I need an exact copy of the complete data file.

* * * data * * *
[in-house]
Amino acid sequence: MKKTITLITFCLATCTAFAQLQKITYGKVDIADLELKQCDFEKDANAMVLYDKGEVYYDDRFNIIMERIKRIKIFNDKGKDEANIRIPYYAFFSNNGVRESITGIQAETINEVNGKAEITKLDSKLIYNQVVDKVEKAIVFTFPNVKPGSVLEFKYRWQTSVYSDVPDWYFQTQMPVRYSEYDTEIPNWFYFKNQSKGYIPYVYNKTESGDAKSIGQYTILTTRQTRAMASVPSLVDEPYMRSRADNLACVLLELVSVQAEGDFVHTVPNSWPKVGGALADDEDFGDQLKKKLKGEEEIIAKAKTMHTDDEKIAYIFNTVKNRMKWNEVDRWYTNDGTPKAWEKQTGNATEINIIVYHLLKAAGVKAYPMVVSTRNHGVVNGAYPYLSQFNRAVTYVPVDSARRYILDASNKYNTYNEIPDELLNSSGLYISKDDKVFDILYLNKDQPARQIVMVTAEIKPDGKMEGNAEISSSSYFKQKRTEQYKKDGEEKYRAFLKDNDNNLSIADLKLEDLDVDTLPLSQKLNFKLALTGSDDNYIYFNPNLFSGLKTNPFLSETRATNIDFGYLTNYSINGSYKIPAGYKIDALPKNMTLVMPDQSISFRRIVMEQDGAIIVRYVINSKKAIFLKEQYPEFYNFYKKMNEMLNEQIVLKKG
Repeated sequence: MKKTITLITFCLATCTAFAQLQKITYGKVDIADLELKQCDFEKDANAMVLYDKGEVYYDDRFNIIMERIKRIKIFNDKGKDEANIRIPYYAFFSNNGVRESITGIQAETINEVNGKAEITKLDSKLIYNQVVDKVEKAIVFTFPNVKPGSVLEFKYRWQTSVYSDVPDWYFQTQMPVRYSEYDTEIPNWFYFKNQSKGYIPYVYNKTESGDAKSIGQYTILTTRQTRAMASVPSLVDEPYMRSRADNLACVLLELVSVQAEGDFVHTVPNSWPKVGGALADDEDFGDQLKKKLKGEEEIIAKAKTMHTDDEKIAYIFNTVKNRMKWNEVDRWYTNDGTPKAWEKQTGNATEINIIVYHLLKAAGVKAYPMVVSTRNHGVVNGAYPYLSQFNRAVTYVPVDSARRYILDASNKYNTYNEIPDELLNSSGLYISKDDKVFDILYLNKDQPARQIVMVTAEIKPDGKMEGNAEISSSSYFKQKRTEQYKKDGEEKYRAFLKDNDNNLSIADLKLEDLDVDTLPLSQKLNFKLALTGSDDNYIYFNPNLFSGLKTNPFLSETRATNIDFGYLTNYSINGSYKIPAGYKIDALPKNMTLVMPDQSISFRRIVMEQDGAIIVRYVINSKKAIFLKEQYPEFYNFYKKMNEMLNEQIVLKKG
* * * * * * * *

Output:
[in-house]
Amino acid sequence: MKKTITLITFCLATCTAFAQLQKITYGKVDIADLELKQCDFEKDANAMVLYDKGEVYYDDRFNIIMERIKRIKIFNDKGKDEANIRIPYYAFFSNNGVRESITGIQAETINEVNGKAEITKLDSKLIYNQVVDKVEKAIVFTFPNVKPGSVLEFKYRWQTSVYSDVPDWYFQTQMPVRYSEYDTEIPNWFYFKNQSKGYIPYVYNKTESGDAKSIGQYTILTTRQTRAMASVPSLVDEPYMRSRADNLACVLLELVSVQAEGDFVHTVPNSWPKVGGALADDEDFGDQLKKKLKGEEEIIAKAKTMHTDDEKIAYIFNTVKNRMKWNEVDRWYTNDGTPKAWEKQTGNATEINIIVYHLLKAAGVKAYPMVVSTRNHGVVNGAYPYLSQFNRAVTYVPVDSARRYILDASNKYNTYNEIPDELLNSSGLYISKDDKVFDILYLNKDQPARQIVMVTAEIKPDGKMEGNAEISSSSYFKQKRTEQYKKDGEEKYRAFLKDNDNNLSIADLKLEDLDVDTLPLSQKLNFKLALTGSDDNYIYFNPNLFSGLKTNPFLSETRATNIDFGYLTNYSINGSYKIPAGYKIDALPKNMTLVMPDQSISFRRIVMEQDGAIIVRYVINSKKAIFLKEQYPEFYNFYKKMNEMLNEQIVLKKG
Repeated sequence: MKKTITLITFCLATCTAFAQLQKITYGKVDIADLELKQCDFEKDANAMVLYDKGEVYYDDRFNIIMERIKRIKIFNDKGKDEANIRIPYYAFFSNNGVRESITGIQAETINEVNGKAEITKLDSKLIYNQVVDKVEKAIVFTFPNVKPGSVLEFKYRWQTSVYSDVPDWYFQTQMPVRYSEYDTEIPNWFYFKNQSKGYIPYVYNKTESGDAKSIGQYTILTTRQTRAMASVPSLVDEPYMRSRADNLACVLLELVSVQAEGDFVHTVPNSWPKVGGALADDEDFGDQLKKKLKGEEEIIAKAKTMHTDDEKIAYIFNTVKNRMKWNEVDRWYTNDGTPKAWEKQTGNATEINIIVYHLLKAAGVKAYPMVVSTRNHGVVNGAYPYLSQFNRAVTYVPVDSARRYILDASNKYNTYNEIPDELLNSSGLYISKDDKVFDILYLNKDQPARQIVMVTAEIKPDGKMEGNAEISSSSYFKQKRTEQYKKDGEEKYRAFLKDNDNNLSIADLKLEDLDVDTLPLSQKLNFKLALTGSDDNYIYFNPNLFSGLKTNPFLSETRATNIDFGYLTNYSINGSYKIPAGYKIDALPKNMTLVMPDQSISFRRIVMEQDGAIIVRYVINSKKAIFLKEQYPEFYNFYKKMNEMLNEQIVLKKG